I am looking for a way to convert a curve into a mesh with specified resolution via Python API. For example, a 100 m curve should be turned into a mesh where vertices are placed every 1 m along the curve, irrespective of the number or position of the original curve segments/control points. The type of the curve is not important, let's say it is a Nurbs path.

If there is no simple way to achieve that, is it possible to get coordinates of a point at a specified distance or percentage of length along the curve? (From here it should be possible to achieve the desired result using calc_length).

I am aware of tricks with constraints and animation, but perhaps it could be done in a more direct manner.

  • $\begingroup$ check out this answer here: blender.stackexchange.com/questions/93391/… this should help $\endgroup$
    – Chris
    Commented Mar 29, 2023 at 19:08
  • $\begingroup$ What if the length of the curve is not divisible by specified length? Geometry Nodes have an option to do that (and dynamically creating a geonodes tree might be more performant than doing it in Python if the curve is to be divided to a lot of segments or if there's a lot of curves). $\endgroup$ Commented Mar 29, 2023 at 19:15
  • $\begingroup$ The divisibility of the length of the curve is of no importance in my task. I can choose the length of the segment based on the total length, the requirement is only that the points are evenly spaced (which wouldn't be the case if I simply subdivided the segments of the original curve). And even this requirement can be relaxed a bit, i.e. if I have, say, 9 segments of 1 m each and the tenth is 0.95 m. I don't expect the number of segments to exceed 1-1.5 thousand, or let's say 10 thousand in the most extreme cases, and the number of curves is in single figures at most. $\endgroup$ Commented Mar 30, 2023 at 5:48
  • $\begingroup$ Space operator from looptools github.com/sobotka/blender-addons/blob/master/mesh_looptools.py $\endgroup$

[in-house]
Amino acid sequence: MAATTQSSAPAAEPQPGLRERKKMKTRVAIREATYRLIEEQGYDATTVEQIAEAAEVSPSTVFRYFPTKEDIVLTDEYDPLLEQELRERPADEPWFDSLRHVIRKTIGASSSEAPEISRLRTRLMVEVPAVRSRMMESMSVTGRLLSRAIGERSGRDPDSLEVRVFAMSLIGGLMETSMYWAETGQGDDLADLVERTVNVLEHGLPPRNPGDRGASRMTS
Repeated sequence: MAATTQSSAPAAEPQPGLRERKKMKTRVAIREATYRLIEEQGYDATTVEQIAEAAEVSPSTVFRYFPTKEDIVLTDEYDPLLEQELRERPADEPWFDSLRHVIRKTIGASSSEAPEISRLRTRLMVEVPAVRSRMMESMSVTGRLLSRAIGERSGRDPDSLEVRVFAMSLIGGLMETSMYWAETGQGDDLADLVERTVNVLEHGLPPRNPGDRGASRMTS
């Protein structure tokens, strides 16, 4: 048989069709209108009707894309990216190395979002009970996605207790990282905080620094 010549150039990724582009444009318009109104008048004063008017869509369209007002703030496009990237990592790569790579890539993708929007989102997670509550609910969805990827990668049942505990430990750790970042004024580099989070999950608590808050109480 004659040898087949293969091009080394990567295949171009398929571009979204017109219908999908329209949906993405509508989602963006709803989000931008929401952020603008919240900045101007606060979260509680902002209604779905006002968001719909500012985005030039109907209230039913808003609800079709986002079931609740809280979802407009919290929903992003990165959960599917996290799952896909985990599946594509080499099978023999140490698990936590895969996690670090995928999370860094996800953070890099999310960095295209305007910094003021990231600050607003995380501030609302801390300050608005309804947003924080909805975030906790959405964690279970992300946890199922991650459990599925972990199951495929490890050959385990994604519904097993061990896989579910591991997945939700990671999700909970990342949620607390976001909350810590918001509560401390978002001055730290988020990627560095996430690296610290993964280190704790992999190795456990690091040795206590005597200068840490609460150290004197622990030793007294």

– lemon
    Commented Mar 30, 2023 at 14:37

1 Answer 1


This can be done in Geometry nodes easily:

You can create this geometry nodes tree and use it in Python, or you can create it dynamically in Python. I think it's reasonable, because finding out the position of the points is a computationally expensive process (basically trial-and-error), which multiplied by thousands of segments probably would end up too expensive in Python - meaning that the overhead of evaluating the depsgraph and the object is likely worth it.

from bpy import context as C, data as D

ob = C.object
mod = ob.modifiers.new(name="Temp geonodes modifier", type='NODES')
tree = D.node_groups.new("Temp geonodes tree", 'GeometryNodeTree')
tree.inputs.new('NodeSocketGeometry', 'Geometry')
tree.outputs.new('NodeSocketGeometry', 'Geometry')

node_in = tree.nodes.new(type='NodeGroupInput')
node_ctp = tree.nodes.new(type='GeometryNodeCurveToPoints')
node_ctp.mode = 'LENGTH'
node_ctp.inputs['Length'].default_value = 0.2
tree.links.new(node_in.outputs[0], node_ctp.inputs['Curve'])
node_ptv = tree.nodes.new(type='GeometryNodePointsToVertices')
tree.links.new(node_ctp.outputs['Points'], node_ptv.inputs['Points'])
node_out = tree.nodes.new(type='NodeGroupOutput')
tree.links.new(node_ptv.outputs['Mesh'], node_out.inputs[0])

mod.node_group = tree
dg = C.evaluated_depsgraph_get()
ev = C.object.evaluated_get(dg)
me = ev.to_mesh()
print("Coordinates:", *[v.co for v in me.vertices], sep="\n")
  • $\begingroup$ Yes, I will have to construct depsgraph for other purposes anyway. As for the solution with geometry nodes, I am not yet sufficiently familiar with this feature, will have to look at it in more detail. Have always been more at home with plain old programming. Thanks! $\endgroup$ Commented Mar 30, 2023 at 12:21
  • $\begingroup$ Using geonodes in Python is interesting, because Python is slow, while the implementation of geonodes is in C++. $\endgroup$ Commented Mar 30, 2023 at 12:25

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